Saturday morning a teen Boy Scout was killed when a flash flood swept him and three other Scouts away before they could get to safety.
Predictably, this incident spread immediately from news outlet to news outlet. A Reuter’s article by Ellen Wulfhorst even ended with this helpful reminder: “The Scout’s death comes less than a week after the body of former White House chef Walter Scheib was found off the Yerba Canyon Trail, north of Taos. An autopsy determined that Scheib, 61, died of accidental drowning in a mountain stream.”
Is the implicit message that nature is <em>dangerous</em> and must be avoided? I hope not, but here’s the thing: Nature <em>is</em> potentially dangerous.
My good friend Bob Blair, a longtime river guide, once recalled a trip during which a woman grew increasingly alarmed until she finally asked where the “tracks” were, as if a river trip were really a water-park ride.
No doubt she was frightened by the uncertainty a trackless trip provides, but I agree with Richard Louv, author of two books on the phenomenon he calls “nature-deficit disorder”: “The pleasure of being alive is brought into sharper focus when you need to pay attention to staying alive.”
I agree with the late Aldo Leopold, who wrote, “I am glad I will not be young in a future without wilderness” and the late Edward Abbey who wrote, “We need wilderness whether or not we ever set foot in it. We need a refuge even though we may not ever need to go there.”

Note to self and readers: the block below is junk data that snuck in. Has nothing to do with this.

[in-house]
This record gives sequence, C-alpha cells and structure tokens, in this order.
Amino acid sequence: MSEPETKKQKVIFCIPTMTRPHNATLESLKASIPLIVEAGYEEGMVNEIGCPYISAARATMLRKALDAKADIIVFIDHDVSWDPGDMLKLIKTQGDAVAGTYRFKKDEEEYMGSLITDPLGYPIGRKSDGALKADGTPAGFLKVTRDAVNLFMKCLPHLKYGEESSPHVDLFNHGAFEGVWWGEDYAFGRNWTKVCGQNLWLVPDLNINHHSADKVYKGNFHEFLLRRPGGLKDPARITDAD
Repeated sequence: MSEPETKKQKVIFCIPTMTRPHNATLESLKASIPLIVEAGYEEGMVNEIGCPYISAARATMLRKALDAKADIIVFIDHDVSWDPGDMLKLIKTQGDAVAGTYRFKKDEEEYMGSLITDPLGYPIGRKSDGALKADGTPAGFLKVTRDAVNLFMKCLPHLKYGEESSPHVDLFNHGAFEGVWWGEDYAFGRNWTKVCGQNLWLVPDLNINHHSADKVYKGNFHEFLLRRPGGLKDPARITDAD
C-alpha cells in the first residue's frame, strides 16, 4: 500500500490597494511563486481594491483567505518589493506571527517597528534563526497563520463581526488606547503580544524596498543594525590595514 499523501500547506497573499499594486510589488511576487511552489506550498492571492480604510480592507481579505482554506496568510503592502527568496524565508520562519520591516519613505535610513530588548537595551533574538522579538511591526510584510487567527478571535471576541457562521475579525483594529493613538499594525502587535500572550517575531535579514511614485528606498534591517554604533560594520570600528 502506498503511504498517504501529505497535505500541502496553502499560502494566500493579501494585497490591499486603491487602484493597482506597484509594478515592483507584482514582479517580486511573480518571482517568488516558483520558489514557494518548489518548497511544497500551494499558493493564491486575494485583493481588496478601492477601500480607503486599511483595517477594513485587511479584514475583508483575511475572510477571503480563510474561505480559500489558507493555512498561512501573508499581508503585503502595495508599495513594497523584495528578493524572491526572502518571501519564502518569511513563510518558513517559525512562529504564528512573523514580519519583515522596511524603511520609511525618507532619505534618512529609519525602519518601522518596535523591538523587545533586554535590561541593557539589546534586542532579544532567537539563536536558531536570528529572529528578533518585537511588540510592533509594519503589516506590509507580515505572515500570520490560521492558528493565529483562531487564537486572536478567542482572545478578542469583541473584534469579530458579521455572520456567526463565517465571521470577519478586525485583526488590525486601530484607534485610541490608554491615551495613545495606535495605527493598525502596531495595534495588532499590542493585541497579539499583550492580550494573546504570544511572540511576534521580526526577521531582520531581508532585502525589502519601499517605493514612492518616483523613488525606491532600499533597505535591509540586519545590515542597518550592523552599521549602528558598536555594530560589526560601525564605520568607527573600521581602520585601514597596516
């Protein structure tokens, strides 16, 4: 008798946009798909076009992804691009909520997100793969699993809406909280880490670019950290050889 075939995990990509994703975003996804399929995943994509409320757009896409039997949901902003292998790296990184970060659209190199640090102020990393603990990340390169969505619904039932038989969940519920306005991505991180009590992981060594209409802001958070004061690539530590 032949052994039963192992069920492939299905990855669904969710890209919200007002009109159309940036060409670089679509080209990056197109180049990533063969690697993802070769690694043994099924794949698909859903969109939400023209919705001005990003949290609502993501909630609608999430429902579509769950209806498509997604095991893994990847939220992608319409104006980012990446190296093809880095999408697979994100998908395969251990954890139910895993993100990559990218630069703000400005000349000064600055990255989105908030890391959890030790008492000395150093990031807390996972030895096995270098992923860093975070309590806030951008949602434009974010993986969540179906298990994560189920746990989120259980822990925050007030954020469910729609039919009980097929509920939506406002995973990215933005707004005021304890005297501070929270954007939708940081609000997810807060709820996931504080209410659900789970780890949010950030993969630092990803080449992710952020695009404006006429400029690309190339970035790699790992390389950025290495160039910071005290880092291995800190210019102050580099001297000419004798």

Philmont Scout Ranch provides an unrivaled experience for thousands of teens every summer. It is, according to its website, “the world’s largest youth camp” on about 140,00 acres with “315 miles of trails, 35 staffed backcountry camps and 770 campsites.” About “22,000 Scouts and leaders… go on 12-day treks” every summer. “Every day, 350 arrive, 350 leave, and 3,500 are hiking in the backcountry.”
When one considers that the first Scouts attended Philmont Scout Ranch in 1938, well, odds are tragedy will strike from time to time.
I do not mean to diminish or sweep away yesterday’s terrible tragedy, only to express that hope that parents will continue to seek outdoor experiences for their children — like Philmont.
Louv also eloquently states, “An indoor (or backseat) childhood does reduce some dangers to children; but other risks are heightened, including risks to physical and psychological health, risk to children’s concept and perception of community, risk to self-confidence and the ability to discern true danger”
As the world becomes increasingly urbanized and people increasingly view nature as something to be feared, I am reminded of an old Nike ad: “You could get mauled by a bear and die./You could get bit by a snake and die./You could fall off a cliff and die./You could get gored by a bison and die./You could get struck by lightening and die./You could get shot by a hunter and die./You could get attacked by fire ants and die.
“Or you could stay at home on the couch, eat potato chips and die.”
Death is an irrevocable part of nature, no doubt, but nature is essential to life.